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October 28, 2005
Dvorak on Creative Commons: Now I Get It
Back in July, I wrote about John Dvorak's utter misinterpretation of Creative Commons, observing that the upside to people writing badly misinformed articles is that the fisking process can often be educational in ways you don't anticipate (The Upside of Misunderstanding).
Turns out I was right. As a recent "This Week In Tech" podcast shows, it was an education for Dvorak himself. The man who called Creative Commons "eye rolling dumb" has now recanted, saying he's changed his attitude ever since he learned how difficult it is for an author simply to give work away. Why is it difficult? Because ever since 1976, copyright with "all rights reserved" is the automatic default setting for creative work. Before 1976, you had to be proactive about securing copyright protection. Today, the opposite is true: you've got to take very specific steps to ensure that others are legally free to use your work. Creative Commons aims to make that process easier, giving creators more flexibility in asserting their rights -- something Dvorak now understands has value.
So will Dvorak write another column admitting that he was wrong? Not so fast. Explains Dvorak:
My column was never wrong, my column was questioning...I was saying, "I don't get it, will somebody explain it to me, please?" Yeah, [Larry Lessig] explained it. I finally got my explanation. Sometimes you've got to go public with bafflement, which I do...He's doing fine. You don't need my help.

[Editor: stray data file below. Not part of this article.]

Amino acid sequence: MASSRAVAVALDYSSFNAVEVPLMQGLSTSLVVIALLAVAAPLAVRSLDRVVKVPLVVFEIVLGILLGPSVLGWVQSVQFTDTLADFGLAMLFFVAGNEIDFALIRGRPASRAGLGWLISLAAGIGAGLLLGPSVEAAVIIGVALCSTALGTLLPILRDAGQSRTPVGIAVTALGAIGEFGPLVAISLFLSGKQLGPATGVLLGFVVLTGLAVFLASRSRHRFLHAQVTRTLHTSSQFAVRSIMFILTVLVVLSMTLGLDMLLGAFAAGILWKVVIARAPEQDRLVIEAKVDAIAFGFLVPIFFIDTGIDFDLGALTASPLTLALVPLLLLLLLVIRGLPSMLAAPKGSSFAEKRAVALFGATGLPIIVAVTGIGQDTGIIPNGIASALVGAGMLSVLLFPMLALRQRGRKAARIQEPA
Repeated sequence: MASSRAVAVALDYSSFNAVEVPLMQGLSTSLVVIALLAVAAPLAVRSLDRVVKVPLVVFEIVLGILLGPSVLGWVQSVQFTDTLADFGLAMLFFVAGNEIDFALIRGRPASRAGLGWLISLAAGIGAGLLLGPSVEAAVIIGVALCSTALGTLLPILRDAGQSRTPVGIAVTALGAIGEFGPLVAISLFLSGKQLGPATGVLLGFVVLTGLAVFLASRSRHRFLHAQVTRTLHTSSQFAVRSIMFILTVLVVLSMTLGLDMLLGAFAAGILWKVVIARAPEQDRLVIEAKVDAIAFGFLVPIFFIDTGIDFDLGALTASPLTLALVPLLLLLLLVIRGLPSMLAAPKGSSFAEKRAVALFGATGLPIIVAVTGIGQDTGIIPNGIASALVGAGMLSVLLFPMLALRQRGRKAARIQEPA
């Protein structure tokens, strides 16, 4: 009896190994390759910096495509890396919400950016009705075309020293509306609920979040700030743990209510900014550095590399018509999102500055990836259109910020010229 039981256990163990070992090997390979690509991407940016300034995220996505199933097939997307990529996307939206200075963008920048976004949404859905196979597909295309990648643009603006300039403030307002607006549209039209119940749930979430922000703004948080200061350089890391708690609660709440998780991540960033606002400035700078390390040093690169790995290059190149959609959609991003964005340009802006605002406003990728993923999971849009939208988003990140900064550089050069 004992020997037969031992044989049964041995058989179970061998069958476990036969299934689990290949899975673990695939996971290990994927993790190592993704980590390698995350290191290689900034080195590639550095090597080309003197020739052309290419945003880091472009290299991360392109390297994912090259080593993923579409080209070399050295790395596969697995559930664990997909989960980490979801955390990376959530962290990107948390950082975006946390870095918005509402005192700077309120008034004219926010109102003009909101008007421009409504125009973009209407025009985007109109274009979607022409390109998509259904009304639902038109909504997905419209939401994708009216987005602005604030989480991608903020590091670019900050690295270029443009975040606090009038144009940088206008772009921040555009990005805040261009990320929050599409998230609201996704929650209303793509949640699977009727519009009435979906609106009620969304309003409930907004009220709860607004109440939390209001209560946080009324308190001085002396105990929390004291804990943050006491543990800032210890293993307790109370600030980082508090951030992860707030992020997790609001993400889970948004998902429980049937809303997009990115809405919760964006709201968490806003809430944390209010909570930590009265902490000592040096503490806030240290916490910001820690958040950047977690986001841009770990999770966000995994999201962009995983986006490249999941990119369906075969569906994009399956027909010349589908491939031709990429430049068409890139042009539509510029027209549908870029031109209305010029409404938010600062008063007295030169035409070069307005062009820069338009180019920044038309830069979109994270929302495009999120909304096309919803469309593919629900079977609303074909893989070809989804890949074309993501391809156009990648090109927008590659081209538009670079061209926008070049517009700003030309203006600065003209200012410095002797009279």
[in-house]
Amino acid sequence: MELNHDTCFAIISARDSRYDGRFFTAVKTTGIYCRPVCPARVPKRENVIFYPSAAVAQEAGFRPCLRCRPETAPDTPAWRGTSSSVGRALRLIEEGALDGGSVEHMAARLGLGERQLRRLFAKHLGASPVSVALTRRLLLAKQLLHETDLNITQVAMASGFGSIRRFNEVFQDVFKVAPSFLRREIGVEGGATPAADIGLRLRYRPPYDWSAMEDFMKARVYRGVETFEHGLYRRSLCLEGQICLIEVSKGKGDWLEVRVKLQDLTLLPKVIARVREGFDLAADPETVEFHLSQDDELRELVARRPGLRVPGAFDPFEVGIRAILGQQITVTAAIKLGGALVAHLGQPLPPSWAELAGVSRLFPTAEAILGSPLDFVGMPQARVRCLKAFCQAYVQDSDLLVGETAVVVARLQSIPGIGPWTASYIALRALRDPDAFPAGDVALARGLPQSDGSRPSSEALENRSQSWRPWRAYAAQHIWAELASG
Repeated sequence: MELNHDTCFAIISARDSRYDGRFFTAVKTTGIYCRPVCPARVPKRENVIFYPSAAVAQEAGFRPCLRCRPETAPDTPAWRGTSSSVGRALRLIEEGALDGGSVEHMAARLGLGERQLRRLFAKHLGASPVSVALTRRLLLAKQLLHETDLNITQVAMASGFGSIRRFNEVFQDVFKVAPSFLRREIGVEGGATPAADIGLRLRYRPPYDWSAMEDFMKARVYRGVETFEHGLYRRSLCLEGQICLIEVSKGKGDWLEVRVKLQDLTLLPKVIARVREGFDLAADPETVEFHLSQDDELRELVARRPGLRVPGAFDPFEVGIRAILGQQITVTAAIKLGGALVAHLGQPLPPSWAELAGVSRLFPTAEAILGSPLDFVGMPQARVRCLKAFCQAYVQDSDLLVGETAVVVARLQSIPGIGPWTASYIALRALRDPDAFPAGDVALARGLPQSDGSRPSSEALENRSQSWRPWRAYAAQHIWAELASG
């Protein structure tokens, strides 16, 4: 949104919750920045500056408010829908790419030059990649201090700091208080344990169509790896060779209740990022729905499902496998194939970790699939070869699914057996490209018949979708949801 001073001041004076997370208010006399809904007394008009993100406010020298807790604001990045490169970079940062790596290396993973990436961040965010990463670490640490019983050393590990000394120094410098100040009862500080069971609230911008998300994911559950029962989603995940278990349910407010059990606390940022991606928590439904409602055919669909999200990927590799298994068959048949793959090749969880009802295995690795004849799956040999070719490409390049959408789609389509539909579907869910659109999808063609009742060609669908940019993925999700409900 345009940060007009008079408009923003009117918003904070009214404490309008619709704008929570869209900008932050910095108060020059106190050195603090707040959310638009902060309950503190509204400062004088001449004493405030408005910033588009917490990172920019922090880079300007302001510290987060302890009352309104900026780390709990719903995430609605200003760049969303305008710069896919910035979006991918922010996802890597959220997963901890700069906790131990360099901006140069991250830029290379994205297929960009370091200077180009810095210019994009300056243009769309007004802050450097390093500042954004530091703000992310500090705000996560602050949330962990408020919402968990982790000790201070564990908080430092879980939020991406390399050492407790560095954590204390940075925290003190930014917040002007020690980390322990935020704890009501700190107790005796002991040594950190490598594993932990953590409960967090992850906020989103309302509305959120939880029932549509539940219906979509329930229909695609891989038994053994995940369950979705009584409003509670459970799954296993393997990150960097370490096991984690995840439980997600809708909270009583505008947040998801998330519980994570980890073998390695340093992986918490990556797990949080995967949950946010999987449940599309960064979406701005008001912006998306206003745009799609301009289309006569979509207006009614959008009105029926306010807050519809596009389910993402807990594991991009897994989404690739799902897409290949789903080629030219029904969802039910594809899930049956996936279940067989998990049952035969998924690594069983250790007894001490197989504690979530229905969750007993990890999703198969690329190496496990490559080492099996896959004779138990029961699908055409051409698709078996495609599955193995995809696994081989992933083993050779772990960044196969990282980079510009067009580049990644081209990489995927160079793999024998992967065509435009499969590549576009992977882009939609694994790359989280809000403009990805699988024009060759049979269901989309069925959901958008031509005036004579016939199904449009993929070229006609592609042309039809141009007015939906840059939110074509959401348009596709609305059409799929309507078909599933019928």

One misconception down, one more to go. In fact, Creative Commons does need help
. Despite the enormous popularity of CC licenses, Creative Commons is a nonprofit with all the challenges that the status brings. Explains Larry
Today, Creative Commons launches a fund raising campaign. The trigger is some bizarrely complicated requirement of the IRS that nonprofits demonstrate not just support from some large, wise, foundations, but also "public support." So we've got an (urgent) need to demonstrate that support, through, well, support.
According to the CC site, there are now over 50 million "objects" on the Web that link back to CC licenses. But how many people who use the licenses have taken a minute or two to join Creative Commons? If you're an artist, writer, musician, or scientist who "gets it," help throw the switch on the default by joining CC today
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